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Sunday, April 9, 2006

Backhoe 3, Internet 0

Around 17:30 local time of Thursday, April 6th, the 2 Mbit/sec leased line which provides Fourmilab's main Internet connectivity went down. The router detected the failure and, as it is configured to do, established a dial-up ISDN connection to my ISP to serve as a backup. This connection is limited to 128 Kb, and while it's fine for E-mail, DNS, and local access to Web sites, it is hopelessly inadequate for the outbound Web traffic, so as seen from the outside the site, while never actually down, appeared to run so slowly you could barely tell the difference. I subscribe to a service which makes HTTP requests to the site every 15 minutes from a variety of peering points in Europe and the U.S. and prepares a daily response time report. Usually, 90% of these polls complete in less than half a second, with the worst case on the order of three seconds. On “Black Thursday” the maximum response time was more than twenty seconds and the mean response was almost three seconds!


Here is how the outage looked from the load balancer. Instead of the usual mean HTTP request rate between 6 and 8 packets per second, there's a “notch” for the duration of the leased line outage where only about two packets per second were processed. (The earlier down-spike that day is due to my restarting the Apache HTTP daemon to “cycle” the Web access log to a new file; that only causes about a 10 second interruption in service, but the load balancer spots it and marks it on the chart. An outage longer than 15 seconds will cause the load balancer to start directing requests to the hot spare server, but a log cycle isn't long enough to trigger the fail-over.)

The leased line outage was due, it turns out, to two Swisscom 20 Gbit/sec fibre optic backbone cables being cut, which darkened the Internet connectivity of some 30,000 clients, including Fourmilab. (Swisscom is not my ISP, but the line which connects Fourmilab to the ISP's point of presence in Bern is supplied by Swisscom.) Notwithstanding the newspaper story (click the thumbnail for an enlargement), which quotes Swisscom as saying the outage was three hours in duration, in fact connectivity was not restored until about midnight, as you can see from the hit rate chart. This was confirmed by the service desk at my ISP, who said that all their customers with connectivity through the affected cables came back up at the same time. Connaisseurs of technological trouble know that events like this, like quarks and macroscopic spatial dimensions, always come in threes, and won't be surprised to read that almost at the same moment the two fibre cables were cut which took down Fourmilab's connectivity, a third, completely unrelated, cable was cut about five kilometres on the other side of Fourmilab. Swisscom attributed the reports of outages by customers served by this cable to the two they were already working on, and only finally twigged to the actual problem when fixing the first two cables didn't make it go away; some people were cut off from land-line telephone service for as long as 30 hours.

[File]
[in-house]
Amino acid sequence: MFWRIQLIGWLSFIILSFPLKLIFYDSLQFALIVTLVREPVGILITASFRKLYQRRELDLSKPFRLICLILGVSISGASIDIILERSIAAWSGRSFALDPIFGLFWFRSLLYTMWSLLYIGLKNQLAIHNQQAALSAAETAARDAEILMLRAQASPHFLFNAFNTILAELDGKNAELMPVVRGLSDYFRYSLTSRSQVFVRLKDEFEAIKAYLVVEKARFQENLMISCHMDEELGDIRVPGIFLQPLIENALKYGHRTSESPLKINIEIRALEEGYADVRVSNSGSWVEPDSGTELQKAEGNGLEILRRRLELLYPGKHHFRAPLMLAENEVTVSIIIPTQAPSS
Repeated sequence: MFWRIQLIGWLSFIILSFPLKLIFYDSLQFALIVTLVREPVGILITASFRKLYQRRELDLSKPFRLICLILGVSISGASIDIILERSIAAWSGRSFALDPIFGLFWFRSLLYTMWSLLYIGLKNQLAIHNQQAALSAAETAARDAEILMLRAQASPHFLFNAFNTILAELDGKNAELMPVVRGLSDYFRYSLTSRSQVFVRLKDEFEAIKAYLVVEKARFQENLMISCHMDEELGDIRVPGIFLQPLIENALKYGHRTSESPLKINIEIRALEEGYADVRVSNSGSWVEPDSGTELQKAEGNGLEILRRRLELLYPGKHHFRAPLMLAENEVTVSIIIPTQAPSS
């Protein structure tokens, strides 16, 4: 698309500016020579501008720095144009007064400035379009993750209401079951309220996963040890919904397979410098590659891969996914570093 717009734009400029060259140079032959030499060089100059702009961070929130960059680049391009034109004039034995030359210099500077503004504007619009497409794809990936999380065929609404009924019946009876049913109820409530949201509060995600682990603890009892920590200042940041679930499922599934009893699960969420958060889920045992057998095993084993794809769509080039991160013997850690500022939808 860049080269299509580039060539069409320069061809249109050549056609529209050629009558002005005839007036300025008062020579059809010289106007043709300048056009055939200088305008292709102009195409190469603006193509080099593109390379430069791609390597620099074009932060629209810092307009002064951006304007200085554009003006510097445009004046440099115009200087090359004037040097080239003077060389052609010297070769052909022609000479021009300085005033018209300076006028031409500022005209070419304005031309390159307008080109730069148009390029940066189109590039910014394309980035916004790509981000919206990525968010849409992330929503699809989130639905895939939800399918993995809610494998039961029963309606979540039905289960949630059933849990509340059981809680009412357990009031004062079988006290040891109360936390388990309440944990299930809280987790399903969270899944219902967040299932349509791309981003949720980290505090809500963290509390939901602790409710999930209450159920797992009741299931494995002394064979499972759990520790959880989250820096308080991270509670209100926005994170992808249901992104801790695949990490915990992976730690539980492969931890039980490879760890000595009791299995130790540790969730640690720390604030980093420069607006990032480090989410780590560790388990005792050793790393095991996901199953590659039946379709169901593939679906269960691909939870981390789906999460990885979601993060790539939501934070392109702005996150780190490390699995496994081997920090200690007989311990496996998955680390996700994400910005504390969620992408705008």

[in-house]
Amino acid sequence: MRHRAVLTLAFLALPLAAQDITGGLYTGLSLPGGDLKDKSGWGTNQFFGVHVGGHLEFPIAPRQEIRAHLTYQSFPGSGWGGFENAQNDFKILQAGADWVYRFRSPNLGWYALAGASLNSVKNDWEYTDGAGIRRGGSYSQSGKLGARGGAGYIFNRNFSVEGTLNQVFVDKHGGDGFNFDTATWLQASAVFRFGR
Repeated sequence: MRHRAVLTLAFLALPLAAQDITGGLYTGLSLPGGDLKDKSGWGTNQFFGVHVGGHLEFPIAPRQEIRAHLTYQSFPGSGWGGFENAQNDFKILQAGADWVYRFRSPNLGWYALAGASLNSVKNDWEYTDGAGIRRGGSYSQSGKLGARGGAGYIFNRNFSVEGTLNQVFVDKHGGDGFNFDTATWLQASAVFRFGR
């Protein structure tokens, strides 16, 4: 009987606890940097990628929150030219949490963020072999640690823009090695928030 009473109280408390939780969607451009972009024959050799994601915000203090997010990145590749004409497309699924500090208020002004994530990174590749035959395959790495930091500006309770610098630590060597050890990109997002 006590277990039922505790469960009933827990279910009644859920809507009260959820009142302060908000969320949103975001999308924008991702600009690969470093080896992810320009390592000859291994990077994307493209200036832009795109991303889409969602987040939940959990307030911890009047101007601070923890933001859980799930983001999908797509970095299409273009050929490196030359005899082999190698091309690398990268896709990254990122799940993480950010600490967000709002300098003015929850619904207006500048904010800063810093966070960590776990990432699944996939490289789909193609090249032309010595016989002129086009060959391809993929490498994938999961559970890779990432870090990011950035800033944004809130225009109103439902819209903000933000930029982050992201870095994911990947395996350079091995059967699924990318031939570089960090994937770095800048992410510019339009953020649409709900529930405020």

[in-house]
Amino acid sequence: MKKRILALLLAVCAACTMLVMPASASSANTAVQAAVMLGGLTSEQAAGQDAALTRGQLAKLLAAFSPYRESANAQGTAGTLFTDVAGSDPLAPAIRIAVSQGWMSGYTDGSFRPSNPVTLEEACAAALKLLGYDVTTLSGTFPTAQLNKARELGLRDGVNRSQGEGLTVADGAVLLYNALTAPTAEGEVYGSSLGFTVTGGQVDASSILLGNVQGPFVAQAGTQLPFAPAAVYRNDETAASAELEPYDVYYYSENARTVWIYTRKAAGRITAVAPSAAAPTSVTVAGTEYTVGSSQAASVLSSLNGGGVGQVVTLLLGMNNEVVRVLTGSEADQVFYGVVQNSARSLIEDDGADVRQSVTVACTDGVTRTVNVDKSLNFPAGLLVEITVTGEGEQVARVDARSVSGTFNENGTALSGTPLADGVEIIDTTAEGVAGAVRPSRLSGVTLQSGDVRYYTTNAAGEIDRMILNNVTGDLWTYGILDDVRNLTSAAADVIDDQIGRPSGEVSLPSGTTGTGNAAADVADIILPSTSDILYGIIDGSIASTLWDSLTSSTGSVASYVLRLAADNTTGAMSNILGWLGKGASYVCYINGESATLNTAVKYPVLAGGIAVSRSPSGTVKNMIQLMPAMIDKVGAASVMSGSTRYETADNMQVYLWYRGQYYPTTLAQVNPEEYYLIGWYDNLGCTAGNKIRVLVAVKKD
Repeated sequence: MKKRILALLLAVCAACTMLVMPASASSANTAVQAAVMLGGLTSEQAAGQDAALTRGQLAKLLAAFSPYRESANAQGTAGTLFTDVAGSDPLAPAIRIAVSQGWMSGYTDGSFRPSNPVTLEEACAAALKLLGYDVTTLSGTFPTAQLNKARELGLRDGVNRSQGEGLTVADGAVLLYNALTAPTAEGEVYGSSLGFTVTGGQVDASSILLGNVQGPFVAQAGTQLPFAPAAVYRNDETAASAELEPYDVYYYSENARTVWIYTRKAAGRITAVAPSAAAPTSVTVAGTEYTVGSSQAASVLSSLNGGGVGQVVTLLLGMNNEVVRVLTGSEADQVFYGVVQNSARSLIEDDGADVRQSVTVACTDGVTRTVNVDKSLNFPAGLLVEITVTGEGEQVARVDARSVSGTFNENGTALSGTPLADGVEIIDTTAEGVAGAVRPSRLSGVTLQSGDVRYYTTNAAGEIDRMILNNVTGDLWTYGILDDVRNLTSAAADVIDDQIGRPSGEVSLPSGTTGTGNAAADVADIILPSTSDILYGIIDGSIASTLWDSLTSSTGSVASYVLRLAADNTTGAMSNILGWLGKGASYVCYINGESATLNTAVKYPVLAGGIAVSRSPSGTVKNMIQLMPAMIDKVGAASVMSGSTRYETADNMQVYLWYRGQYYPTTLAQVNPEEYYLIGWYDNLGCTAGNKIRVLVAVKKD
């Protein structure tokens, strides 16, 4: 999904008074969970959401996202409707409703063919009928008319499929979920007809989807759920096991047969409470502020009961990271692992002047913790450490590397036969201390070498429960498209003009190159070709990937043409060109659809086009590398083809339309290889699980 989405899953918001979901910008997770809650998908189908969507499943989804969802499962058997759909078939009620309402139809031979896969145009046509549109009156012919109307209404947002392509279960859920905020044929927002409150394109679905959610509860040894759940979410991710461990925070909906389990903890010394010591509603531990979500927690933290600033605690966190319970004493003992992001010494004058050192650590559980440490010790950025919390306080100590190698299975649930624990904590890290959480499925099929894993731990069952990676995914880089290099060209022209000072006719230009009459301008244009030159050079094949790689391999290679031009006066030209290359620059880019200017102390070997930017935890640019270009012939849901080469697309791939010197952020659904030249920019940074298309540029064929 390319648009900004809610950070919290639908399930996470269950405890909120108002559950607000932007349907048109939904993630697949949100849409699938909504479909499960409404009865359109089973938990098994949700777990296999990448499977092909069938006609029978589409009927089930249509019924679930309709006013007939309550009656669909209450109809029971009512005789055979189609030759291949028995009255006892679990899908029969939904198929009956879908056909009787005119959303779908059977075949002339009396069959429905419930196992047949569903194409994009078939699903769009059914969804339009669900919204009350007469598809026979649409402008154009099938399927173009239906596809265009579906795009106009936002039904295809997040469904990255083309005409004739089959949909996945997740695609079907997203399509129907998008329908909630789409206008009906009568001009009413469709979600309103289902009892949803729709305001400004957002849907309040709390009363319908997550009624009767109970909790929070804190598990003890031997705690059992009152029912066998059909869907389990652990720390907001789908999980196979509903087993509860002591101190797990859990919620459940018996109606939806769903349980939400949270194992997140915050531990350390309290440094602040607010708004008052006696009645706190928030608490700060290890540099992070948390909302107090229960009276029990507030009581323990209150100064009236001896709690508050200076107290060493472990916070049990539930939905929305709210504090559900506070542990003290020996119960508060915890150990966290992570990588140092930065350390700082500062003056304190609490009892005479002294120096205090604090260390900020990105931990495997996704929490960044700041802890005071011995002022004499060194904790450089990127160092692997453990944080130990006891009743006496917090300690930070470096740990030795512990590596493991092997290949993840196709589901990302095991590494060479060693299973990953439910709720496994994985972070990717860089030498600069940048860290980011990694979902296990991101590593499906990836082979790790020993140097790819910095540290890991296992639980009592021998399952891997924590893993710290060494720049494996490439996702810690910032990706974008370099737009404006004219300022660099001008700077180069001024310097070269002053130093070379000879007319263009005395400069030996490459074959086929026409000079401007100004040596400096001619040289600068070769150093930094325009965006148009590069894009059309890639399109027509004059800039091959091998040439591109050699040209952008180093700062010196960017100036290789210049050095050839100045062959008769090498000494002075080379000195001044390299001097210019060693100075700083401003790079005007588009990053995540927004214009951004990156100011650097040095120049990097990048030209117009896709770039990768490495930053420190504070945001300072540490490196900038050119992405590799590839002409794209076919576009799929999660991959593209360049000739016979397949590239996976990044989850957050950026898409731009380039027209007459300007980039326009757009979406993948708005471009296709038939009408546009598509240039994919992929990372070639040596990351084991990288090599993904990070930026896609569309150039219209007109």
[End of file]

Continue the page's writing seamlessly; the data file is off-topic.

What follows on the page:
When my original ISP went bankrupt in the aftermath of the dot.bomb, I considered buying half of my bandwidth from each of two different ISPs, with a router configured to load balance as long as both were up. As it turns out, both of the two substantial connectivity outages I've experienced in the last 12 years were due to cables cut by excavations which would have, in all probability, taken down both ISP connections. As they said about the ascent engine on the lunar module, “some things just have to work”.

Posted at April 9, 2006 22:07